Boards of Elections Report Strong Turnout, Few Problems

YOUNGSTOWN, Ohio – The boards of elections offices in Trumbull and Columbiana counties this afternoon both report brisk activity at their precincts.

At stake in Tuesday’s midterm elections are the slate of statewide offices including governor, one of the state’s two U.S. senators, all of its representatives to the U.S. House of Representatives and representation in the Ohio General Assembly.

Also being determined are several local races and issues, including judgeships, school levies and city charter amendments.

Trumbull and Columbiana county elections officials both say voting is steady and largely without incident.

Precincts in Trumbull County are reporting “heavy turnout,” said Stephanie Penrose, director of the Trumbull County Board of Elections, this afternoon.

Activity is particularly heavy in Liberty Township, where she sent an additional e-poll book to help accelerate the flow of voters, she said. There is also heavy traffic in Niles, driven by interest in a school levy, she said.

A total of 20,956 absentees have been cast so far in the county, including those delivered in Tuesday’s mail. The total number of absentee ballots returned to the board offices in Warren was 12,920, she said. The remainder of the absentee ballots were cast in person during the early voting period or were from military personnel or nursing home residents.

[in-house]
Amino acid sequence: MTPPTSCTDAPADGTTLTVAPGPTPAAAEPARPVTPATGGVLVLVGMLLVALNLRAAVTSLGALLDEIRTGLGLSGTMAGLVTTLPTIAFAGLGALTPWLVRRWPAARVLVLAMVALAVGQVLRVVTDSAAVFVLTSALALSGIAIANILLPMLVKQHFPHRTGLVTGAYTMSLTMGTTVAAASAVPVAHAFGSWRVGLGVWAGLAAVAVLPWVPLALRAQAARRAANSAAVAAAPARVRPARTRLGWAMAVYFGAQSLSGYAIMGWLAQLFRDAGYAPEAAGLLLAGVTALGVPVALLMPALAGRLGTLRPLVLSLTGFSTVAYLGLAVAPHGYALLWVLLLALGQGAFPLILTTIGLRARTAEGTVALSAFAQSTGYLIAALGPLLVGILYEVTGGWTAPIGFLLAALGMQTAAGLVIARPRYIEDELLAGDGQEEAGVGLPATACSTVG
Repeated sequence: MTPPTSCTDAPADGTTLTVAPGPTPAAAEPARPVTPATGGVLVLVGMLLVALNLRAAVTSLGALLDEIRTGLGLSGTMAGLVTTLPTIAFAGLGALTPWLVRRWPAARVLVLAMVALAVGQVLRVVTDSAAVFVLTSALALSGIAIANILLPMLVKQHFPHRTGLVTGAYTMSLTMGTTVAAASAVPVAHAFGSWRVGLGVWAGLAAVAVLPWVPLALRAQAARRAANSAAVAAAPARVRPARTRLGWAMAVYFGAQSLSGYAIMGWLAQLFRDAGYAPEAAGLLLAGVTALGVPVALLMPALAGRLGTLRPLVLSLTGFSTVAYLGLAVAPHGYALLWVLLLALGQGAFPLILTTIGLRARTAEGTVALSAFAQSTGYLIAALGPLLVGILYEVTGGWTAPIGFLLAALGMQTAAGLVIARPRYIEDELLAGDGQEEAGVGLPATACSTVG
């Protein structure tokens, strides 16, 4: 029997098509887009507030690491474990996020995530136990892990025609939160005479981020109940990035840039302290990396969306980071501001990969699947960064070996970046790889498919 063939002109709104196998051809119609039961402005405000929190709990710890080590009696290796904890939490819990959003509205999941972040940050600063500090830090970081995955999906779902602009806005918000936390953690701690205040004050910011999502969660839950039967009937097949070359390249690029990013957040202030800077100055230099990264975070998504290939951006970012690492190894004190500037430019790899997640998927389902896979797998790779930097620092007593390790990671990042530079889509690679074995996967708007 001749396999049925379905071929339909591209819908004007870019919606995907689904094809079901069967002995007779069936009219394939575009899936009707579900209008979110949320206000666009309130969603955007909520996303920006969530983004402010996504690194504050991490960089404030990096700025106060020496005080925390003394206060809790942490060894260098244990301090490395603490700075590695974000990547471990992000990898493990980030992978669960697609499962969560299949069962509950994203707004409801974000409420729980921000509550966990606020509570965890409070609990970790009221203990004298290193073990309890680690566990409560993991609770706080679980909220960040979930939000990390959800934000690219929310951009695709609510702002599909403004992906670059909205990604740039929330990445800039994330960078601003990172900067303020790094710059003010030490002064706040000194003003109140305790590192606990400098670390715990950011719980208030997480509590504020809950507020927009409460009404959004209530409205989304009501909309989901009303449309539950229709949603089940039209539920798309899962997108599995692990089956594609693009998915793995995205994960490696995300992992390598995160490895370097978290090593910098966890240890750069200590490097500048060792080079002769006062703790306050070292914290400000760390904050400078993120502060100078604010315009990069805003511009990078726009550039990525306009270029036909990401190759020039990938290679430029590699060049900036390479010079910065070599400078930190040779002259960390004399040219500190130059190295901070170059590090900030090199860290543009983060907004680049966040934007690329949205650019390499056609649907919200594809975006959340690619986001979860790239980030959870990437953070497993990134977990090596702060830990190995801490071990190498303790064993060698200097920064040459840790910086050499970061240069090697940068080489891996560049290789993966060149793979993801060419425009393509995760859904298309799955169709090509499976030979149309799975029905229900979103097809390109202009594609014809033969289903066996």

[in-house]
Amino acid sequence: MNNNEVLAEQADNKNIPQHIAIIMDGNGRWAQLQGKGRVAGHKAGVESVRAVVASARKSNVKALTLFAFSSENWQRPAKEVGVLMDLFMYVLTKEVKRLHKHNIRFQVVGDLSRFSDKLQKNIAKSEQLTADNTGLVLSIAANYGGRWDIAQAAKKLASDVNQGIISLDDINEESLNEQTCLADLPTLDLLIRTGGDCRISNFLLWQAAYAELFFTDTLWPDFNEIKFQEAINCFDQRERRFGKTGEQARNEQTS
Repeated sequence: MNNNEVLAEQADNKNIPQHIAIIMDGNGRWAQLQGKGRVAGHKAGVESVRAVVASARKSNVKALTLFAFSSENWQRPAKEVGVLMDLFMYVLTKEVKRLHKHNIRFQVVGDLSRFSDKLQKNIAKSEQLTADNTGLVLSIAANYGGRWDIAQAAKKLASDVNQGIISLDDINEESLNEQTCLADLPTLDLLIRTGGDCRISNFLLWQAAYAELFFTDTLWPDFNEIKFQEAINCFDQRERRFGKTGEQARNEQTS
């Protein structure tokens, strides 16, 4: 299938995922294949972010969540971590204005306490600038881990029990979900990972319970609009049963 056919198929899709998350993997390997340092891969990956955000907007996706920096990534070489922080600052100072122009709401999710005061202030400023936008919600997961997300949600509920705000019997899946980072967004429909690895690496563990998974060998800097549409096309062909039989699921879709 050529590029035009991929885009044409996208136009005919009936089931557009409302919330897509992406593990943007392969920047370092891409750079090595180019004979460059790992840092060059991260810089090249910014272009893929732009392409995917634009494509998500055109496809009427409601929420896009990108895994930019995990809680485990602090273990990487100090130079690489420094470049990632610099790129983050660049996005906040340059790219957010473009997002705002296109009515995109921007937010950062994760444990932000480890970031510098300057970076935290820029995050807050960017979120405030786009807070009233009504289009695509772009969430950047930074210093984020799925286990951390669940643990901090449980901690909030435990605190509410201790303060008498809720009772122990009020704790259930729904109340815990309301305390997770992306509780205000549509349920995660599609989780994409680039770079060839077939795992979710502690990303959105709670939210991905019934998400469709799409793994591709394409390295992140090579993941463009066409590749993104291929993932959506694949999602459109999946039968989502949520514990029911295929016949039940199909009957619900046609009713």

Poll workers in Columbiana County are also reporting steady turnout, “higher than what they would have expected in this type of election year, or what they’re used to,” said Adam Booth, elections director there.

“It’s not going to be presidential level but higher than the last three governor’s races in terms of turnout,” he said.

The only problems being reported were typical ones, such as political signs and campaign volunteers being too close, he said. There were some issues with some machines early in the morning and a couple of polling places that didn’t open promptly at 6:30 a.m., “but nothing that has been disastrous,” he said.

At the Board of Elections office, phones have been busy with both poll workers and voters calling with questions, he said.

Penrose said her workers have taken a few provisional ballots at the Trumbull offices, but “not as many as I expected, to be honest with you,” she said.

Copyright 2024 The Business Journal, Youngstown, Ohio.